In an age where most items we require in our lives are made by large companies, the creative talents in many of us have no outlet. Bespoke furniture, crockery, glassware is too expensive and is often of inferior quality to mass produced items sold by Ikea, John Lewis, M&S, Apple, Sony, etc. The age of the self-employed craftsman, the wood worker, the blacksmith, even the repairer, is gone. The only way that we can compete cost wise with these organisations is for our labour cost to be zero, which it is if we make things ourselves, either singly or in groups.
Do it yourself (DIY)
Not only is DIY hugely fulfilling, it can allow you to reduce your carbon footprint. Modifications to your home to make it more energy efficient, that would be uneconomic if tradesmen were used, suddenly make economic and environmental sense. You will also minimise your outgoings and therefore need less income.
Instead of all your furniture, clothes, pictures, photographs coming from shops, they can be made by you.
Many would say that they don’t have the skills to do such work. This is where barter comes in. You supply legal advice, your expertise, in return for a garden chair made by your friend. Alternatively, you provide your services for free, and the recipient gives a donation to your favourite charity.
By coming together to do work, we not only access other people’s skills, but form a sense of community. Examples are: –
- Men’s sheds (Figure 1)
- Allotments with a co-ordinating group
- Community woodland development and management (Figure 2)
- Community energy projects (e.g. ACE, River Don, Aberdeen)
- Car hire co-operatives
- Food banks (Figure 3)
Many activities are difficult to do on your own but become achievable as a group. For example, as a keen wood worker, I source second hand wood to make furniture. I cannot get a sawmill to saw it. They will not take the risk in case there are nails that would damage their saw. If I had access to a men’s shed with a suitable saw, I could use it. Similarly, I could get access to more sophisticated tools like welders and milling machines. As an individual I cannot afford or justify these, but as part of a group I could.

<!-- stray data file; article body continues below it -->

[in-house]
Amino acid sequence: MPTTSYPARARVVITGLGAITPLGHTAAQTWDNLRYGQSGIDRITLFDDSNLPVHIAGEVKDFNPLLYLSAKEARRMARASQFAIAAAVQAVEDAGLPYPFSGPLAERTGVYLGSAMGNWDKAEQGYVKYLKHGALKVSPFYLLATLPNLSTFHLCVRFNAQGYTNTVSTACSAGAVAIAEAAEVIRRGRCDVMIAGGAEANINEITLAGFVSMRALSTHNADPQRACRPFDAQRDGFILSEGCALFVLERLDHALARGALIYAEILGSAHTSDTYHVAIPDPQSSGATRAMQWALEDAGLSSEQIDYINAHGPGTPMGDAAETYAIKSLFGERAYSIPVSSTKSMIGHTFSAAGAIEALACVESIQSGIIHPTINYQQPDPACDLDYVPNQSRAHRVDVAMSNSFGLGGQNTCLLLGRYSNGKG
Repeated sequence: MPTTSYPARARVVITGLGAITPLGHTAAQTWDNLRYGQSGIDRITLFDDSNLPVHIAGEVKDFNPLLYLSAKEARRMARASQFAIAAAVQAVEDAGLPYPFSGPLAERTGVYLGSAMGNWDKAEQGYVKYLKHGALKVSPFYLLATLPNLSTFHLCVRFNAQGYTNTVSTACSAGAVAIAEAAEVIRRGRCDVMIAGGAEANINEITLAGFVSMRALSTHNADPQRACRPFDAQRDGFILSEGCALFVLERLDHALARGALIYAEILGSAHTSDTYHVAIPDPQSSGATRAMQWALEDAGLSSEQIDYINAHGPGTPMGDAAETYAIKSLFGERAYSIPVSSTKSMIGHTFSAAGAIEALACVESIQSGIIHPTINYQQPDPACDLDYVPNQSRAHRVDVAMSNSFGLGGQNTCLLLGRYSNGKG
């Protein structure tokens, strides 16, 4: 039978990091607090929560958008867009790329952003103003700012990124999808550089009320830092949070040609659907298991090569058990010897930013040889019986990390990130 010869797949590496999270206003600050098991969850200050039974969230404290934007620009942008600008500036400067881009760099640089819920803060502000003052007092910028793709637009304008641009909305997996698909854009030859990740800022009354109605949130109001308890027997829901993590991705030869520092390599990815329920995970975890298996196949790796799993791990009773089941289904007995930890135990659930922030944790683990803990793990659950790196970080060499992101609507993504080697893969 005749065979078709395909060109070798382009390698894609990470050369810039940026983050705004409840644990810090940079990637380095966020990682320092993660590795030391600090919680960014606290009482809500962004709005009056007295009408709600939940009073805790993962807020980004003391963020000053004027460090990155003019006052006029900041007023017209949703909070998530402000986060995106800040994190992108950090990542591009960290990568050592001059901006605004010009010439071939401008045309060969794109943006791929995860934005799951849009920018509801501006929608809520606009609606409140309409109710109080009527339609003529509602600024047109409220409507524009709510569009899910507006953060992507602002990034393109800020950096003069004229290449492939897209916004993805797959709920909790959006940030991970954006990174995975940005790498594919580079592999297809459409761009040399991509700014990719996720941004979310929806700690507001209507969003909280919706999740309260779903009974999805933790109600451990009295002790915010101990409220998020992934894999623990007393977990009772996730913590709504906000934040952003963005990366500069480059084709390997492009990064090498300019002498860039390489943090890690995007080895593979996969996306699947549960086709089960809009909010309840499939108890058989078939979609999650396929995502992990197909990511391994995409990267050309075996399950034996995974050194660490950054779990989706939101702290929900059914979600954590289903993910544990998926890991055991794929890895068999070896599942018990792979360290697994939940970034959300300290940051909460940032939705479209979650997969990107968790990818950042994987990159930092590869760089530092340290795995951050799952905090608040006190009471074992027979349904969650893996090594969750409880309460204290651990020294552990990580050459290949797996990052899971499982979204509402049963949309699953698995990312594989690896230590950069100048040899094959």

In China, they repair computers and mobile phones more than we do as this expertise is within their community; they are the ones who build the devices. Here we throw them away as being too difficult to repair. With a cross transference of skills, courses and education, we could do the same. By carrying out more repair and refurbishment, we would lower our costs and so need less income.
Allotments often fail to yield much produce. This may in part be due to enthusiastic amateurs learning as they go. However allotments are often located in built-up areas with many gardens and intense pest and disease pressure. Seasoned vegetable growers in the allotment, who have built up expertise in countering these pests, can help new members develop their competence. New members on their own would struggle; with help they can do so much better.
The big society
The big society became politicised by ex PM David Cameron, being viewed as a way of offloading on to volunteers work presently carried out by the state, so helping to shrink the state. It is, however, still basically a good idea. Voluntary activities like food banks, visiting and caring for old folk, cleaning up beaches and river banks and so on, all gain from local involvement. There is a feelgood factor which is infectious. While the state could undertake these tasks, often it manages to convert these very worthwhile activities into actions which defy common sense or flexibility. Such voluntary activities should therefore be encouraged.